Back in 1977, the year of both the punk revolt in the UK and the Queen’s silver jubilee, the couple’s tiny boutique SEX at World’s End, near the bottom of the King’s Road seemed a hotbed of anarchy. That year, the first time I visited SEX, on a sunny Saturday in July, a half dozen Black Maria police vans showed up and arrested a score of punks just a few yards away for allegedly causing a disturbance of the peace. In truth, their only “crime” was simply looking like they were rebelling, and their tailor was Vivienne. Westwood herself had been arrested a month before, along with the Pistols, after the band tried to disrupt the jubilee night of June 7, by playing a concert on a boat on the Thames.
She eventually attired an entire generation in her early iconoclastic punks ideas – mohair sweaters knitted with giant needles; slashed up bondage gear with swastikas (something unimaginable today); Scottish rebel kilts; labels shown on the outside; ripped T-shirts; punchy graphics mixed up with Tom of Finland hardcore gay sex imagery. My earliest memory of a Westwood look was the legendary image of the Queen with a safety pin stuck through her nose. At the time, there were calls for Westwood to be jailed under English law allegedly for “Contempt of the Sovereign.”
Like all great designers, Westwood was able to journey through multiple stylistic periods. Moving from punk to New Romanticism, to Pirate chic and then to Anglomania in the early 90s – blending tartan, brilliant deconstruction and a touch of anarchy. It was a great joy to attend her shows in London, Milan or Paris, where she regularly took bows in politically themed T-Shirts, as her concern for ecological disaster grew. She favored historic locations, like the College of Surgeons in London in 2016, where she presented Saucy Marie Antoinettes in asymmetrical slip dresses and lace frocks sparkling with crystals.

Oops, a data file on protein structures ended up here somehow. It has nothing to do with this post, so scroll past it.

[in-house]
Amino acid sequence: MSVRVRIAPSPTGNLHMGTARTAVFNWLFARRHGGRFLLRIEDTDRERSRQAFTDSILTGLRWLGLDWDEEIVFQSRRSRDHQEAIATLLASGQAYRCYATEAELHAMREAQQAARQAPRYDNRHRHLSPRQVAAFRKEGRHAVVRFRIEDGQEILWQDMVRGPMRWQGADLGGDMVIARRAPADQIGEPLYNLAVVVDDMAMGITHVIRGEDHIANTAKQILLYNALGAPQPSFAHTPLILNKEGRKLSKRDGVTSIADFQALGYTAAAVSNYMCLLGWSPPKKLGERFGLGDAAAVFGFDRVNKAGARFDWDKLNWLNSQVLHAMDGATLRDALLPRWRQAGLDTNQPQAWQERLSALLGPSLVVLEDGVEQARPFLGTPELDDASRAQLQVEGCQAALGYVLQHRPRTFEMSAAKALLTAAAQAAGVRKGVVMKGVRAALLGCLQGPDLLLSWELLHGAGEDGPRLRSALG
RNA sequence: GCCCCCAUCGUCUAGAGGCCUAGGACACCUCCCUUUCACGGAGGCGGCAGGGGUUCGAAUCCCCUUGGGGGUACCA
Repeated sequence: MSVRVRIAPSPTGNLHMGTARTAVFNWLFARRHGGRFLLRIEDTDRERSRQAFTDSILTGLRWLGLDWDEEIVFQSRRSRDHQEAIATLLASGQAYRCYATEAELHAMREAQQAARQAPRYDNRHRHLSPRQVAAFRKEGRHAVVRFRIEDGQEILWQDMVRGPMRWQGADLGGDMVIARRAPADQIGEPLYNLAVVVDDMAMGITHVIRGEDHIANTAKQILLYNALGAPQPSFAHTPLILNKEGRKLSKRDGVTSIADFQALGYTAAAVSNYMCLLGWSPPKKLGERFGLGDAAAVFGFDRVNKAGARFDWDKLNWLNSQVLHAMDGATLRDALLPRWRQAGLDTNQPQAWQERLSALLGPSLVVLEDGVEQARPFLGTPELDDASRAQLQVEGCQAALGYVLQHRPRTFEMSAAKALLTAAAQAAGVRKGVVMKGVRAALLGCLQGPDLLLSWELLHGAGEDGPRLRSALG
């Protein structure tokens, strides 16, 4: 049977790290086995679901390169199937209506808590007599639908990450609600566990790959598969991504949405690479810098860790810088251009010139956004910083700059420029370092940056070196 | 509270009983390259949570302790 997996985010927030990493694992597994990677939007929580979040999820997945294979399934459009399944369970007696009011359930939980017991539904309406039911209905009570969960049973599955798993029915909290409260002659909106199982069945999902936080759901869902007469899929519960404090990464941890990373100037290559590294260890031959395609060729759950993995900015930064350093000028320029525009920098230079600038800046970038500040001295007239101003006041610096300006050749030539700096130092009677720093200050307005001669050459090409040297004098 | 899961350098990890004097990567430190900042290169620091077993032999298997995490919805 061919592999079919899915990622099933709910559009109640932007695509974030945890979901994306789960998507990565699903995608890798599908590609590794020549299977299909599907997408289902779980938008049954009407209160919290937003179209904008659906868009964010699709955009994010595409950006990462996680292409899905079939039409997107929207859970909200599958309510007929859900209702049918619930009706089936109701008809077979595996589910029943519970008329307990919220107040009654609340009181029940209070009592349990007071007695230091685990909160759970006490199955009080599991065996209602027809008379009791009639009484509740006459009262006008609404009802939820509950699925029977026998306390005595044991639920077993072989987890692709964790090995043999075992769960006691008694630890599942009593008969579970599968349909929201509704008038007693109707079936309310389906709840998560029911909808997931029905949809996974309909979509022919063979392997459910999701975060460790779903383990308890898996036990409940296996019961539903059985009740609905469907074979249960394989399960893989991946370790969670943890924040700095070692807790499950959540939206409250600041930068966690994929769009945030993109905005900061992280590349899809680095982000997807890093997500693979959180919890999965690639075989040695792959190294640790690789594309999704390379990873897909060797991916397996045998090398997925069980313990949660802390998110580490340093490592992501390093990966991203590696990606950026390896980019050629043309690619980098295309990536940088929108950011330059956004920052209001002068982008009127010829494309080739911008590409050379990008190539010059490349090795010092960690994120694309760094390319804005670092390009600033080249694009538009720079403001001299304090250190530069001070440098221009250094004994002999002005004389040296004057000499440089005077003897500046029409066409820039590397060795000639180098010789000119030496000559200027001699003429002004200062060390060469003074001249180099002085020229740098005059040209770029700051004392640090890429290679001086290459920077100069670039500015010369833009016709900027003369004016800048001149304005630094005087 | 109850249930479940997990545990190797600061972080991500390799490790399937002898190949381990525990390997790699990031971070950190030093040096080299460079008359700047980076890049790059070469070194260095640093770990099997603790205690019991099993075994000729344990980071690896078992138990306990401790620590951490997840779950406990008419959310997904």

Her collections always had great rousing names: like her Pirate of the High Seas collection back in 1981; Voyage to Cythera or Savage where Matisse dancers skipped over empire waist dresses. Or Witches, her last collaboration with McLaren, which contained skirts with Keith Haring imagery and marbleized cotton lining made to look like the sides of old books. Every collection contained a signature high-collar shirt, often in broken pattern stripes or Renaissance oil painting prints, finished with bizarre buttons – from penises to small dogs.